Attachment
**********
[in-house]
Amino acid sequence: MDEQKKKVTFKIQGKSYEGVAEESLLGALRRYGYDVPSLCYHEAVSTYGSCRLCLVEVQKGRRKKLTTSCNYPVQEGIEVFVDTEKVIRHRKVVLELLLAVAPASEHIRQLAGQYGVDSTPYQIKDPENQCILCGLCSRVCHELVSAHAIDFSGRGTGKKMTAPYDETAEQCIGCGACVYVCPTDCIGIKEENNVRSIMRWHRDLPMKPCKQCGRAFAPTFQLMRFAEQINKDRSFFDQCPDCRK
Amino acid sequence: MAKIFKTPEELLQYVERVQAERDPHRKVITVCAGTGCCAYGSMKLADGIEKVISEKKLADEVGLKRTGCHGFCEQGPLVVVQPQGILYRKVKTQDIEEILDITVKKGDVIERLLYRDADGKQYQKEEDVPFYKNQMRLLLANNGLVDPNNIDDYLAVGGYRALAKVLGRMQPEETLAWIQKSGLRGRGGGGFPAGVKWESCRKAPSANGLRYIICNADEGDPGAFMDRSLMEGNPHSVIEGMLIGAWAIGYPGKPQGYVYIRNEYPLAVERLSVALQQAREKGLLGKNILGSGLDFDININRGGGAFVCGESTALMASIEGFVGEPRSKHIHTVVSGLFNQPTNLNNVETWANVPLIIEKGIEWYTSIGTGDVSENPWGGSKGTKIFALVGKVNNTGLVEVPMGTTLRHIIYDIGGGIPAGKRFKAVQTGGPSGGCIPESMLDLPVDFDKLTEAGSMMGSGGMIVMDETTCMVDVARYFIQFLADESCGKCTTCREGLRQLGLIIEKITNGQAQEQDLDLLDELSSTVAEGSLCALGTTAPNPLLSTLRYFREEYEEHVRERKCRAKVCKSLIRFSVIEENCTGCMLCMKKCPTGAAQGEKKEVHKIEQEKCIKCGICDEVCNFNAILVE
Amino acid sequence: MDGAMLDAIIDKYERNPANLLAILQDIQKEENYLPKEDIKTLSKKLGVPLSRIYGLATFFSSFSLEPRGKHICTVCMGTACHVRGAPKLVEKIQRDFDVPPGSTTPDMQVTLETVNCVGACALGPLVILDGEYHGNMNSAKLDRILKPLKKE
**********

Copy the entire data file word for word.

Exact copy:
[in-house]
Amino acid sequence: MDEQKKKVTFKIQGKSYEGVAEESLLGALRRYGYDVPSLCYHEAVSTYGSCRLCLVEVQKGRRKKLTTSCNYPVQEGIEVFVDTEKVIRHRKVVLELLLAVAPASEHIRQLAGQYGVDSTPYQIKDPENQCILCGLCSRVCHELVSAHAIDFSGRGTGKKMTAPYDETAEQCIGCGACVYVCPTDCIGIKEENNVRSIMRWHRDLPMKPCKQCGRAFAPTFQLMRFAEQINKDRSFFDQCPDCRK
Amino acid sequence: MAKIFKTPEELLQYVERVQAERDPHRKVITVCAGTGCCAYGSMKLADGIEKVISEKKLADEVGLKRTGCHGFCEQGPLVVVQPQGILYRKVKTQDIEEILDITVKKGDVIERLLYRDADGKQYQKEEDVPFYKNQMRLLLANNGLVDPNNIDDYLAVGGYRALAKVLGRMQPEETLAWIQKSGLRGRGGGGFPAGVKWESCRKAPSANGLRYIICNADEGDPGAFMDRSLMEGNPHSVIEGMLIGAWAIGYPGKPQGYVYIRNEYPLAVERLSVALQQAREKGLLGKNILGSGLDFDININRGGGAFVCGESTALMASIEGFVGEPRSKHIHTVVSGLFNQPTNLNNVETWANVPLIIEKGIEWYTSIGTGDVSENPWGGSKGTKIFALVGKVNNTGLVEVPMGTTLRHIIYDIGGGIPAGKRFKAVQTGGPSGGCIPESMLDLPVDFDKLTEAGSMMGSGGMIVMDETTCMVDVARYFIQFLADESCGKCTTCREGLRQLGLIIEKITNGQAQEQDLDLLDELSSTVAEGSLCALGTTAPNPLLSTLRYFREEYEEHVRERKCRAKVCKSLIRFSVIEENCTGCMLCMKKCPTGAAQGEKKEVHKIEQEKCIKCGICDEVCNFNAILVE
Amino acid sequence: MDGAMLDAIIDKYERNPANLLAILQDIQKEENYLPKEDIKTLSKKLGVPLSRIYGLATFFSSFSLEPRGKHICTVCMGTACHVRGAPKLVEKIQRDFDVPPGSTTPDMQVTLETVNCVGACALGPLVILDGEYHGNMNSAKLDRILKPLKKE